Cells in the human body are equipped with various systems for producing and disposing of proteins. These include transcriptional and translational machinery, through which proteins are expressed, as well as the ubiquitin-proteasome system, which identifies, labels, and destroys unused or damaged proteins.
This whitepaper reviews two novel mechanisms in drug development, both of which harness the innate processes of the cell to modulate protein levels for therapeutic benefit. Armed with new insights into how these systems work, scientists have worked to design drug molecules that will harness these systems to treat or cure diseases of protein deficiency and/or overactivity. Nucleic acid therapies have the potential to circumvent defective genes and produce needed proteins. Meanwhile, targeted protein degradation offers a way to remove harmful proteins from the cell.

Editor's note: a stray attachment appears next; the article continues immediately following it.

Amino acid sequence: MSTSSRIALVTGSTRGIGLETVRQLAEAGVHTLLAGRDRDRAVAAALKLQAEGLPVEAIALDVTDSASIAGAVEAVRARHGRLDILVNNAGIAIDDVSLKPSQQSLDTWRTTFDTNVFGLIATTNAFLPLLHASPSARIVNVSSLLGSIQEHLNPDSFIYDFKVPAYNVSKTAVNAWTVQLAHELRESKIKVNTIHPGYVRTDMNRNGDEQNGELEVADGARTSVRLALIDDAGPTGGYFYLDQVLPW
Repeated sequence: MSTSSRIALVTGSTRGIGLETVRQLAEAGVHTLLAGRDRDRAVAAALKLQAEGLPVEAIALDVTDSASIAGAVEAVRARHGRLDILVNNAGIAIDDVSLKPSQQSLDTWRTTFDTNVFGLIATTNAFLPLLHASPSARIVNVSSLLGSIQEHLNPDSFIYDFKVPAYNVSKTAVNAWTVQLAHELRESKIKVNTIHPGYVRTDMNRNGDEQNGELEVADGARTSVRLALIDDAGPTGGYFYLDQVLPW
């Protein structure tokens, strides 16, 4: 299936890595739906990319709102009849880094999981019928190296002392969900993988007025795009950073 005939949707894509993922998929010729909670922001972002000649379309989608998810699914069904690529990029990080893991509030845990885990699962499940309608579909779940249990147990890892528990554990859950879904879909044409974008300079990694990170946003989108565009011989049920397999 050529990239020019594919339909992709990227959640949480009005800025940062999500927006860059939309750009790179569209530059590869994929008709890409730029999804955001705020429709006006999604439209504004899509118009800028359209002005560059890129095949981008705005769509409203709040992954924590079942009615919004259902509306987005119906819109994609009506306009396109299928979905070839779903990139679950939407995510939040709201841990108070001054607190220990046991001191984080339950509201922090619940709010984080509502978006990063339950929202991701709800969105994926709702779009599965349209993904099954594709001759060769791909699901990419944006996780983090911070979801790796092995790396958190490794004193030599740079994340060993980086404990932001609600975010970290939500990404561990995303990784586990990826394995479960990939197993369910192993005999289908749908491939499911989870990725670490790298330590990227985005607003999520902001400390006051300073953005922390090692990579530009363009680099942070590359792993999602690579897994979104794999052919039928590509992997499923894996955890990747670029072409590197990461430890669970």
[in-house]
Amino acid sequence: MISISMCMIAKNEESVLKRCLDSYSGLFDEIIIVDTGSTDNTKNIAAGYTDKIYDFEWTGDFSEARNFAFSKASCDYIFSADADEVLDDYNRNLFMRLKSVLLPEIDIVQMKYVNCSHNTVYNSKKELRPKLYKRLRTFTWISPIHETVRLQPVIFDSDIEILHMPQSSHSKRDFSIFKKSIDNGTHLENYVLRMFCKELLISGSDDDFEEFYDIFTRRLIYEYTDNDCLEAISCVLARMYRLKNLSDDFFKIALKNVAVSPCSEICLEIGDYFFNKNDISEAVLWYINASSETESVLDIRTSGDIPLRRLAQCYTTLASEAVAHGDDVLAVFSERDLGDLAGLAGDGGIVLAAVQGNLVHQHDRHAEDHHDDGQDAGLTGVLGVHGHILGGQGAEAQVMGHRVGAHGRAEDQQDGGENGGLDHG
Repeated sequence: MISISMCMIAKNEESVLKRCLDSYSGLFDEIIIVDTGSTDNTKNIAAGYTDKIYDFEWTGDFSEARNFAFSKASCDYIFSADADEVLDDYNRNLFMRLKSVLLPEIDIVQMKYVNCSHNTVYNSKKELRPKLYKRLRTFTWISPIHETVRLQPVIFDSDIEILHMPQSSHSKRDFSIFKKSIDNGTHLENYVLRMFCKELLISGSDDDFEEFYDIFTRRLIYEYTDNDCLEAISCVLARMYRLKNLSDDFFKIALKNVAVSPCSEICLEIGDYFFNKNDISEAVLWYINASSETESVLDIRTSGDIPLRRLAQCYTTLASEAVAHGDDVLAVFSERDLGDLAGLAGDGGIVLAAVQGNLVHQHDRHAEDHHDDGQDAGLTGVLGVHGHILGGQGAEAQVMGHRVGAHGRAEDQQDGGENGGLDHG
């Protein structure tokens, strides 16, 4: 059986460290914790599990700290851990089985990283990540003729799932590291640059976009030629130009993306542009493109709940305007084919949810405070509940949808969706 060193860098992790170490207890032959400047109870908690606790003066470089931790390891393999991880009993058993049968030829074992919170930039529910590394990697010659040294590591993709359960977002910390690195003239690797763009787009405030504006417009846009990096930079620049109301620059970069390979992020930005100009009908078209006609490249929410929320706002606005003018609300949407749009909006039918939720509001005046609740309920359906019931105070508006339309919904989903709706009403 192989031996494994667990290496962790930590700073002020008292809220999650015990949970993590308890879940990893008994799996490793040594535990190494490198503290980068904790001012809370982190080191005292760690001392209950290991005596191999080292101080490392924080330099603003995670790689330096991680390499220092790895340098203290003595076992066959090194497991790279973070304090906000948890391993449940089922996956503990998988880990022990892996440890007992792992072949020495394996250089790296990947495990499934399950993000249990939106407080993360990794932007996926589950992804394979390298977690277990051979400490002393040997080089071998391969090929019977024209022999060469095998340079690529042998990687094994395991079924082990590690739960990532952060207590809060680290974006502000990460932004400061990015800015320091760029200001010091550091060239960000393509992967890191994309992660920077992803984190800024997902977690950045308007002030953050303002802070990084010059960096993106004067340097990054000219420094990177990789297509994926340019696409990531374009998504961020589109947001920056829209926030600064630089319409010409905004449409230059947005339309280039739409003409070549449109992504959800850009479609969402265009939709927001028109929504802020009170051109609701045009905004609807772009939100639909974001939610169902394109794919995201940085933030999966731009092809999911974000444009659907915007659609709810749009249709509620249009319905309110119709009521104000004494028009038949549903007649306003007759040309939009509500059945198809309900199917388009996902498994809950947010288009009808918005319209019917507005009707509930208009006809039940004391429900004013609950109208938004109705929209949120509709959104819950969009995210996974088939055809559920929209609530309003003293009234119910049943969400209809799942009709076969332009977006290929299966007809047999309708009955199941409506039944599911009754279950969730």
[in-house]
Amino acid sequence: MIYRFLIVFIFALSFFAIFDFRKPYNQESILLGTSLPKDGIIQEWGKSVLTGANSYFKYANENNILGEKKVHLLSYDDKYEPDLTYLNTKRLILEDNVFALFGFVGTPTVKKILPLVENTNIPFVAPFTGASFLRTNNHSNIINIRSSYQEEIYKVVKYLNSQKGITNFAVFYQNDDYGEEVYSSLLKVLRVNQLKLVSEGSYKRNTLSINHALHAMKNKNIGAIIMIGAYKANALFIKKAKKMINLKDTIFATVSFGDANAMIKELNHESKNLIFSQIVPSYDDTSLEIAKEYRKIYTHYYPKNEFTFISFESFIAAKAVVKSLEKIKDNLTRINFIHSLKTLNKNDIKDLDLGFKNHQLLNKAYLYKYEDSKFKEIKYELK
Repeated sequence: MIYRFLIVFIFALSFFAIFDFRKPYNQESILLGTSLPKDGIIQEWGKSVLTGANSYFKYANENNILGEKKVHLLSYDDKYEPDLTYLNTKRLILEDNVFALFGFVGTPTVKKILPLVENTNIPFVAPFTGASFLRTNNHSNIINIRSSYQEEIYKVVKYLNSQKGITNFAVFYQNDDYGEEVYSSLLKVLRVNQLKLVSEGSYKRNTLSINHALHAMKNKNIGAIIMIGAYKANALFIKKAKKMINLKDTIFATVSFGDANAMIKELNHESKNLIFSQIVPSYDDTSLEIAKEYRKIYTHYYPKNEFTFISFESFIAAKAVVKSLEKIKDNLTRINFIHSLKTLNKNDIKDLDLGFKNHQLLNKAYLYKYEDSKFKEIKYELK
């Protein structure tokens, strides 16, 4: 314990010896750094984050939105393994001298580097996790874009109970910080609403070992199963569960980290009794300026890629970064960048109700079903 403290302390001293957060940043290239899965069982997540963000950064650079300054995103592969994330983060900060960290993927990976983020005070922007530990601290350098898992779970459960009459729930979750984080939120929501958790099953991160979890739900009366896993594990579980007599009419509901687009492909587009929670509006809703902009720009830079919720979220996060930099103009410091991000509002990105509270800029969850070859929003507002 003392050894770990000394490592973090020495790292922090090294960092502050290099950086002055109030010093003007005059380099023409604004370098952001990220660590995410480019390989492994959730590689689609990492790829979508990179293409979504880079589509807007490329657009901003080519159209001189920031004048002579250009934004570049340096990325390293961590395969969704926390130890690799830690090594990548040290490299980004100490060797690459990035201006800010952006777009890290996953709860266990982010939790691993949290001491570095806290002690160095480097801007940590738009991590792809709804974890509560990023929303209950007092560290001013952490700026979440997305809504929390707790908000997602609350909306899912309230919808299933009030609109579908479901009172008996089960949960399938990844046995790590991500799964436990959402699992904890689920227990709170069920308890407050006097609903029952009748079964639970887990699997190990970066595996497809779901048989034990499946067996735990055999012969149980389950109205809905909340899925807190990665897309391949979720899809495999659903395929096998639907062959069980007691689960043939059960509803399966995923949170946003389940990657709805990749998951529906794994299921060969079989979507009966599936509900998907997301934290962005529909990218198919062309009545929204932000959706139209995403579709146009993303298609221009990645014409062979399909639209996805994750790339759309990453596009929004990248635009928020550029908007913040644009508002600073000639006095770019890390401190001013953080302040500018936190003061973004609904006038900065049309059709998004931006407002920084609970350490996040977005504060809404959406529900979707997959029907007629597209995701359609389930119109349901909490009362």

- Overview of current drug discovery paradigm contrasted with novel drug modalities
- Current landscape and biological mechanism of therapeutic nucleic acids
- Targeted protein degradation, e.g. PROTACs platform
- Perspectives on the business of bringing novel drug modalities to market